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Small and medium-sized cities hold key to Northern Powerhouse future

Words: Huw Morris

Small and medium-sized towns and cities (SMCs) are crucial to the success of the government’s flagship Northern Powerhouse strategy and already contribute £82 billion a year to the UK economy, a new report argues.

The research, by think tank IPPR North, reveals these urban areas contribute more to the UK economy than Wales and Northern Ireland combined. Their particular strengths lie in advanced manufacturing, and energy and logistics, which are considered key elements of the Northern Powerhouse.

Growth rates in SMCs, defined as having populations of between 75,000 and 300,000, match those of their big city neighbours. This includes Burnley, Doncaster and Wakefield, while productivity is higher in Wigan than in Manchester.

However, many small and medium-sized cities face significant challenges from not being better connected to bigger places. The report - City systems: the role of smaller towns and cities in growing the Northern Powerhouse - argues that these challenges can be overcome by focusing on their economic strengths, tackling local skills shortages and working with their bigger neighbours.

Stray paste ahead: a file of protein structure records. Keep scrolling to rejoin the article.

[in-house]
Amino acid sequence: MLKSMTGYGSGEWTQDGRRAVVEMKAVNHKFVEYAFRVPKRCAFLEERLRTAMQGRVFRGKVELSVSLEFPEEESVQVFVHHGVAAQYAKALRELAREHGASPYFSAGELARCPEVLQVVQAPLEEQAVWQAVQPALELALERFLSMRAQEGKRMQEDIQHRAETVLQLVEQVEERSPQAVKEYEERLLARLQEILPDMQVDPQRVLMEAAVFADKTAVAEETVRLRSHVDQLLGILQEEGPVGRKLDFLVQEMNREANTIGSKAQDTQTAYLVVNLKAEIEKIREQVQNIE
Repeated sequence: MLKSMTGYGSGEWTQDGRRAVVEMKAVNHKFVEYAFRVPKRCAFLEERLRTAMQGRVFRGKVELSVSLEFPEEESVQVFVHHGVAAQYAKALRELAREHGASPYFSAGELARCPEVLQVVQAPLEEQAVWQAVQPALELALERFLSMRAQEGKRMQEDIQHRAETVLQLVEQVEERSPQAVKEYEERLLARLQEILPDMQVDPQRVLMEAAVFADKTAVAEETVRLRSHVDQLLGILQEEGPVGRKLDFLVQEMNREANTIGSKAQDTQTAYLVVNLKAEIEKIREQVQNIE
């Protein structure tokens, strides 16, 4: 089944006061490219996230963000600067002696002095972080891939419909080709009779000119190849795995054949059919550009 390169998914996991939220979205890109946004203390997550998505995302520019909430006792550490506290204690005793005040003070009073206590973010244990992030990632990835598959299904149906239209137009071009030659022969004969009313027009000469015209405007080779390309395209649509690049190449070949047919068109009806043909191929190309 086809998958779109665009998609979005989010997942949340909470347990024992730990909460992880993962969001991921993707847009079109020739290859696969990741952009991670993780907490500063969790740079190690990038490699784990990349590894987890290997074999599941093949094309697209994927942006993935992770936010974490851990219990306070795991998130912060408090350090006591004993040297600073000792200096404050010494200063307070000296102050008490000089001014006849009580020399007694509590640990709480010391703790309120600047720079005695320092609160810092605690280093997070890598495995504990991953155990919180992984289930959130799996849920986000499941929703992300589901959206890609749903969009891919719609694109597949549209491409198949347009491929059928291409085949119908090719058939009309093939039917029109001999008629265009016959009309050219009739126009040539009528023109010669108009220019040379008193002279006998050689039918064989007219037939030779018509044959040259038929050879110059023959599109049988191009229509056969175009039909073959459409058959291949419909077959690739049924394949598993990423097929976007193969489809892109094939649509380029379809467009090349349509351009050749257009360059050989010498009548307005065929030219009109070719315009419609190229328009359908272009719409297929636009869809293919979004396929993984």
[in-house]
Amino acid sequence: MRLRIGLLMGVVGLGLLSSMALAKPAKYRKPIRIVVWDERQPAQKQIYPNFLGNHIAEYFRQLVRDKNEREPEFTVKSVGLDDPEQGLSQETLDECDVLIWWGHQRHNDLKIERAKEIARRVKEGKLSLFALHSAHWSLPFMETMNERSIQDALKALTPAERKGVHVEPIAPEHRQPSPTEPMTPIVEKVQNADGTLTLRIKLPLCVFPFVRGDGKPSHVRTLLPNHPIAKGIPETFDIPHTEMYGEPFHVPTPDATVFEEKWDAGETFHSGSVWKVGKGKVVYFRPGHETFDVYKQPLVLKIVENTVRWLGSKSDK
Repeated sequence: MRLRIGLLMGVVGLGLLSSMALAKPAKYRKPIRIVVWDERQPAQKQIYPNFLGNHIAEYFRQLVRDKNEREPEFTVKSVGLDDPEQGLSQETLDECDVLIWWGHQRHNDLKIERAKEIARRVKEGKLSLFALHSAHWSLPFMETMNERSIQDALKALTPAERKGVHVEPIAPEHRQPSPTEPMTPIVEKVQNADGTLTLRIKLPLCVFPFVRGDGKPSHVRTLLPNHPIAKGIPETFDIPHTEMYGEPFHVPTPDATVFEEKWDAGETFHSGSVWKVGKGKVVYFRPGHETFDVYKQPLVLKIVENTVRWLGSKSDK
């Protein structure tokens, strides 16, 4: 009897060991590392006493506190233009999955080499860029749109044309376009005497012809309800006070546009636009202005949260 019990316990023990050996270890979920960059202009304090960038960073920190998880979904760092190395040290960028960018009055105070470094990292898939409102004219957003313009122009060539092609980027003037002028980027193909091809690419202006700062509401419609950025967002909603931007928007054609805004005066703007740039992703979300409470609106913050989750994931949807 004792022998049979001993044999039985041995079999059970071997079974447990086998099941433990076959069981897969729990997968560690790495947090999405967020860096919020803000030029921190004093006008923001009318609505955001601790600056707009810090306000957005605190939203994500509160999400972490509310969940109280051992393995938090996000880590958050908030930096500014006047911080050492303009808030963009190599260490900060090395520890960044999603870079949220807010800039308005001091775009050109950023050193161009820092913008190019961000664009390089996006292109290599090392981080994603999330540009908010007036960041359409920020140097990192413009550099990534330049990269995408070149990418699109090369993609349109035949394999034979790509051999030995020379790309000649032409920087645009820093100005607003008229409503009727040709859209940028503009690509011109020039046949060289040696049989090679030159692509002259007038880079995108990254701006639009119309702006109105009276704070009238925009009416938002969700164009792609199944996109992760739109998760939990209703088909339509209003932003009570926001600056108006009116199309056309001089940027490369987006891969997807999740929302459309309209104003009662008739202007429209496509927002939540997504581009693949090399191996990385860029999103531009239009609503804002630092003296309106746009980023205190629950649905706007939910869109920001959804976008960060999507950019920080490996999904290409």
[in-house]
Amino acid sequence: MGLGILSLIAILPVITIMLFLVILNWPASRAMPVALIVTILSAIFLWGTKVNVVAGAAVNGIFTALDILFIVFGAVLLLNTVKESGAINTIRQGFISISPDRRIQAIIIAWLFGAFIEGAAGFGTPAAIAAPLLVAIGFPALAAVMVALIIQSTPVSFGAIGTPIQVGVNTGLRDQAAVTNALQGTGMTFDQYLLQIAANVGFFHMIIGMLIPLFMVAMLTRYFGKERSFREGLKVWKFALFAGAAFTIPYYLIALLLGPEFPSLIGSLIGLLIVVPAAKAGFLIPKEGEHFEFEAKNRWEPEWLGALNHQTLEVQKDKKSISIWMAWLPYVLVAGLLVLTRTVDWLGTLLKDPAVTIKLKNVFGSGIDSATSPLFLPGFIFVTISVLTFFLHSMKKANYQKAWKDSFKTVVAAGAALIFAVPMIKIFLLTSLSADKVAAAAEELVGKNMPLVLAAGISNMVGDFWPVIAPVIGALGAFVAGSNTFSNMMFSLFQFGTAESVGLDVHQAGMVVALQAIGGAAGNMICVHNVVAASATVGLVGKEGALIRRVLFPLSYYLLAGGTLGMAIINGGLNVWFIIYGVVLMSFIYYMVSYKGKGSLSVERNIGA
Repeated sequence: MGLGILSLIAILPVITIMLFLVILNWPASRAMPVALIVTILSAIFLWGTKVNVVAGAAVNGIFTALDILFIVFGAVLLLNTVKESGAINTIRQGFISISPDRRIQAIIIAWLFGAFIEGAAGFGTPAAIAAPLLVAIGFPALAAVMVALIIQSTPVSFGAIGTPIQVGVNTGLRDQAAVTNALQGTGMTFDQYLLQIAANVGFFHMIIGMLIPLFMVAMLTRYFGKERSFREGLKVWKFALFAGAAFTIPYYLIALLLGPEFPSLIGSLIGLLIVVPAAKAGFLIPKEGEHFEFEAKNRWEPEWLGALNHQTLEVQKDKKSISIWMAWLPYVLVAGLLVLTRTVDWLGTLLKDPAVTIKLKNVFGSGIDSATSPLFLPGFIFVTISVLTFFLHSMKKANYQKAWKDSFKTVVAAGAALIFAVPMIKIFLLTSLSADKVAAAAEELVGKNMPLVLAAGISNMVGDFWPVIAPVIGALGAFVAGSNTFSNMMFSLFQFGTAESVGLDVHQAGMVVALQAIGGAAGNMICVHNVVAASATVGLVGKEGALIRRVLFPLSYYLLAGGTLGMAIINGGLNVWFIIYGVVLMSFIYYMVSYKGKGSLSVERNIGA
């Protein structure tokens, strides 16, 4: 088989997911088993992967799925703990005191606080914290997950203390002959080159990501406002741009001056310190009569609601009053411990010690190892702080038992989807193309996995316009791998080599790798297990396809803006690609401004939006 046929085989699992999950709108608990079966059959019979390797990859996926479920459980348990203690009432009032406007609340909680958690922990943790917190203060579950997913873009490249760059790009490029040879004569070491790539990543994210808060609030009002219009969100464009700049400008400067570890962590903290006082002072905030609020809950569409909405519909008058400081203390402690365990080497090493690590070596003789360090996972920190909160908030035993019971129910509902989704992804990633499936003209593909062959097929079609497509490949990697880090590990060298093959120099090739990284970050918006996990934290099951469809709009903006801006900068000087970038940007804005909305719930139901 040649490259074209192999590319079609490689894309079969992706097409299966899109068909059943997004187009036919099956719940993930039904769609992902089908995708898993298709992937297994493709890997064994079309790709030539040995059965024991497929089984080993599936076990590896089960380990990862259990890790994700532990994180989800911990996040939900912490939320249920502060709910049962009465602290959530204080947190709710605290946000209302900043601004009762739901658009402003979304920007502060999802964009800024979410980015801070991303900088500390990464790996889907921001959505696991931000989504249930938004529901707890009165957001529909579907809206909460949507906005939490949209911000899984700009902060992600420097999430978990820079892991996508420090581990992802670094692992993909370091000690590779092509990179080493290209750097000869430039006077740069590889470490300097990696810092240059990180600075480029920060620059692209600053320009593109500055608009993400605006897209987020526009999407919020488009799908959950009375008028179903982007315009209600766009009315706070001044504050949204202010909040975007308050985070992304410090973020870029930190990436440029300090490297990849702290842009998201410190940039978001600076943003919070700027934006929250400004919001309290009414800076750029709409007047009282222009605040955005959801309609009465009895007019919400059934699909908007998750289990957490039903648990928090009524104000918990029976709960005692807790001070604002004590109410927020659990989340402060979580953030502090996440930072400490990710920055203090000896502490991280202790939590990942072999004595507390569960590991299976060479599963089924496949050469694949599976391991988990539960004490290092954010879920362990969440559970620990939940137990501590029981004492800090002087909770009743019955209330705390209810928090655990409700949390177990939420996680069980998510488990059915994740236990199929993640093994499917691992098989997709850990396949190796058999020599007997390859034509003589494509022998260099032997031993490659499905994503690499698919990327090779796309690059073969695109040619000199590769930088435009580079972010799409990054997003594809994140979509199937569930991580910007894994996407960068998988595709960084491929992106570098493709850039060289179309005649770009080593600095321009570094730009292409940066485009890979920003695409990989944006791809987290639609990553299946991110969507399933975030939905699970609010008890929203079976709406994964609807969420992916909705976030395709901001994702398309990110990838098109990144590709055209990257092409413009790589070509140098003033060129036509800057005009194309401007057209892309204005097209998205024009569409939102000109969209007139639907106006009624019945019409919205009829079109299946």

The research calls on the government to work with SMCs in the same way it handles small and medium-sized enterprises by offering bespoke support to foster local strengths. It should also adopt a more “European” attitude to planning the economy - by recognising that European cities are much more interconnected -  instead of following US-style thinking which is more suited to countries with large distances between cities.

Crucial to this is to review the London-centric system of transport funding which favours major cities, and to recognise the role of smaller places in the wider urban ecosystem.

“In the same way small and medium businesses are now seen as vital to the British economy and the success of our big companies, we need to refocus policy on the North’s small and medium towns and cities, and not just the big cities – vital as they are,” said IPPR North director Ed Cox. “The evidence shows this is not ‘jam-spreading’ resources thinly but economically the right thing to do: Manchester needs a prosperous Wigan to succeed, and vice-versa.”

• A joint RTPI and IPPR North report, Blueprint for the Great North Plan, is to be launched at a joint event in Leeds on 17 June. Email [email protected] for more information.

Image of Wigan | Wikipedia, under Creative Commons